by Lincoln Sayger
Works of literature frequently demonstrate that our perceptions of others and our reactions to them are often strongly influenced by our beliefs. Our attitudes, priorities, and prejudices color the world we see. In addition, we frequently see what we expect to see, even when evidence points to the contrary. Gabriel García Márquez and Nathaniel Hawthorne illustrate that our beliefs determine our behaviors.
Márquez illustrates this concept in "A Very Old Man with Enormous Wings." Because of the belief held by the people in Pelayo's town that the old man is an angel, they think about and react to him in a certain way. Since they think he's an angel, and they think angels come for the souls of the dying, they do not consider any possibility that he's come for some other reason than to take the child. Because of this belief, Pelayo imprisons the old man in the chicken coop and stays up all night guarding him with a club. When the baby recovers, they ignore this possibly contrary evidence. They also ignore Father Gonzaga's observations that the man speaks neither the local tongue nor Latin, that wings are not the primary factor in determining whether something is an angel, and that the old man is infected with parasites.
Hawthorne illustrates how our beliefs affect our actions in "Young Goodman Brown." Goodman Brown believes he is safe from the temptations of the devil, and he makes several poor decisions based on this belief. He holds this belief until he exchanges it for the belief that all he holds dear as good has gone to evil. These two beliefs manifest themselves in his actions. He goes into the woods at dusk, expecting to encounter evil, but thinking he can turn back at any time. Although he is led to believe that Goody Cloyse, his minister, and his deacon consort with his companion the devil, he still believes that he can escape. Brown despairs and relents completely, though, once he believes that his wife has given herself over to wickedness. Sadly, his relent comes without a second thought to heaven, the other half of the statement he has just made, "'With Heaven above, and Faith below, I will yet stand against the devil!'" When he stands before the seeming figures of his fellow townspeople and is on the brink of what he thinks is the point of no return --though he has already passed it-- Brown cries out to try to save Faith, because he believes that she is more important than himself or God.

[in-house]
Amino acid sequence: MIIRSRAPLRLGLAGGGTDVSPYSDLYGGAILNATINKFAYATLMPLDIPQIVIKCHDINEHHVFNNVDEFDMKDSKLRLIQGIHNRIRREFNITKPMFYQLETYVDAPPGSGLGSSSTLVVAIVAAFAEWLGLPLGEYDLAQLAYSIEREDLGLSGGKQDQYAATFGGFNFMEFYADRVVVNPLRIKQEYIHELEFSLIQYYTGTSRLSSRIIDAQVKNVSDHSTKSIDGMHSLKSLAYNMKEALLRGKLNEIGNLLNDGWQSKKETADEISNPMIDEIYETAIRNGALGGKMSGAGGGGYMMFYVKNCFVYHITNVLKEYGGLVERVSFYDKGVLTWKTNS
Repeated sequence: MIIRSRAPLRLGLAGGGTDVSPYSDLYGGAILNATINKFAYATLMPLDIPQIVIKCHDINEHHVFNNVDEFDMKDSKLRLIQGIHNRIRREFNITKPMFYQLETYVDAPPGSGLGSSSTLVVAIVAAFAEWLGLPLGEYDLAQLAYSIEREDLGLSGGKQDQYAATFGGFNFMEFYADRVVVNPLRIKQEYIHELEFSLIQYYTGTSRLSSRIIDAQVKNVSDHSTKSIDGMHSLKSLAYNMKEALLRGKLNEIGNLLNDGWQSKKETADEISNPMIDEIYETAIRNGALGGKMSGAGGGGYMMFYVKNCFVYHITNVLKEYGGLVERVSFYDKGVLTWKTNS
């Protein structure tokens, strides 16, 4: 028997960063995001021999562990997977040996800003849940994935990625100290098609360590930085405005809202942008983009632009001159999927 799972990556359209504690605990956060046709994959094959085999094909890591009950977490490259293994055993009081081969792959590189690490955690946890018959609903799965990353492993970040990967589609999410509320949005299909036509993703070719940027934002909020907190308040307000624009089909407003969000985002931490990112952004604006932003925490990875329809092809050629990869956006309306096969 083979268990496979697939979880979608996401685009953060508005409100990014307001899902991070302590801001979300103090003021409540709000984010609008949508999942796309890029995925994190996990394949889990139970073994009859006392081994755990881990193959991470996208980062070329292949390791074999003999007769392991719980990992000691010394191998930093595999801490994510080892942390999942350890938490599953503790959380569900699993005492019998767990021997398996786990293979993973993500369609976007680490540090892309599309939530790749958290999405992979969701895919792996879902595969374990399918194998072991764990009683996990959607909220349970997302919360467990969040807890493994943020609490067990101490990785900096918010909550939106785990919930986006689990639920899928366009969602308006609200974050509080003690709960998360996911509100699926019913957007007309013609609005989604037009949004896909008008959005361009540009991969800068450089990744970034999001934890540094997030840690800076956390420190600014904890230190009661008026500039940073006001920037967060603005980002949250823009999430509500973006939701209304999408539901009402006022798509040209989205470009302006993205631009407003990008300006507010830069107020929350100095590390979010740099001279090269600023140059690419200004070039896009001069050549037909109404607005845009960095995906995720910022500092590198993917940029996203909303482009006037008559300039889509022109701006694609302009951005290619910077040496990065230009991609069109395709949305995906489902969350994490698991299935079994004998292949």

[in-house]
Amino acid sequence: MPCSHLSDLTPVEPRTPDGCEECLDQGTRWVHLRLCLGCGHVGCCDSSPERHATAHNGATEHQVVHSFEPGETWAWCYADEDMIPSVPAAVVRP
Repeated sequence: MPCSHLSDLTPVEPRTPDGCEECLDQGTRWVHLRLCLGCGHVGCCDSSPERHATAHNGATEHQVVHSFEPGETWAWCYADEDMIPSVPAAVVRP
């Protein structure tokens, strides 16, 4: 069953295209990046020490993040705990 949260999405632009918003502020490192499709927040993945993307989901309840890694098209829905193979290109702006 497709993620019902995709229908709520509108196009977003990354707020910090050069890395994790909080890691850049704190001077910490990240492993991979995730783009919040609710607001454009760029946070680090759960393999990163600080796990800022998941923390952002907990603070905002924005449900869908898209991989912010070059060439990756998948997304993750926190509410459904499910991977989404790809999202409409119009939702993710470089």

After Goodman Brown's night in the forest, he ducks the blessing of his minister, wonders to whom the deacon prays, and snatches a child away from Goody Cloyse because he believes that these pious people are partaking in evil. Since he believes that Faith was in the woods with him, he snubs his wife. He fears the roof will fall in on his congregation and dies in gloom because he believes his faith is worthless. All of these things he believes in spite of the evidence to the contrary. When people doing evil find themselves in a community of people who partake in the same evil, they do not go to the trouble of putting on a facade. They come out into the open within their community. Also, Faith would not have tried to hold him back at dusk if she had been involved, nor would she have greeted him joyfully, as though nothing had happened, if she had been in the forest that night. Sadly, Brown ignores this evidence and dies without hope because of his beliefs.
What a person believes determines how that person behaves. In both of these stories, the beliefs held by the characters influence their perceptions and their reactions, causing them to make poor choices. One of the common choices made by these characters is the choice to ignore contrary evidence. We have a tendency to ignore evidence that doesn't fit our beliefs and our choices. How much do our beliefs color our decisions? Have we made any poor choices because we ignored things that didn't agree with what we perceived to be true? Some would discredit this concept. They would say that a person can believe whatever a person wants, and it won't make any difference. Unfortunately, one can see the influence beliefs have on actions by looking at fiction, as in the cases of Brown or Pelayo, or at history, as in the cases of John Wilkes Booth, Hitler, or Stalin. Throughout history and fiction, one can easily see that our beliefs affect our behavior.
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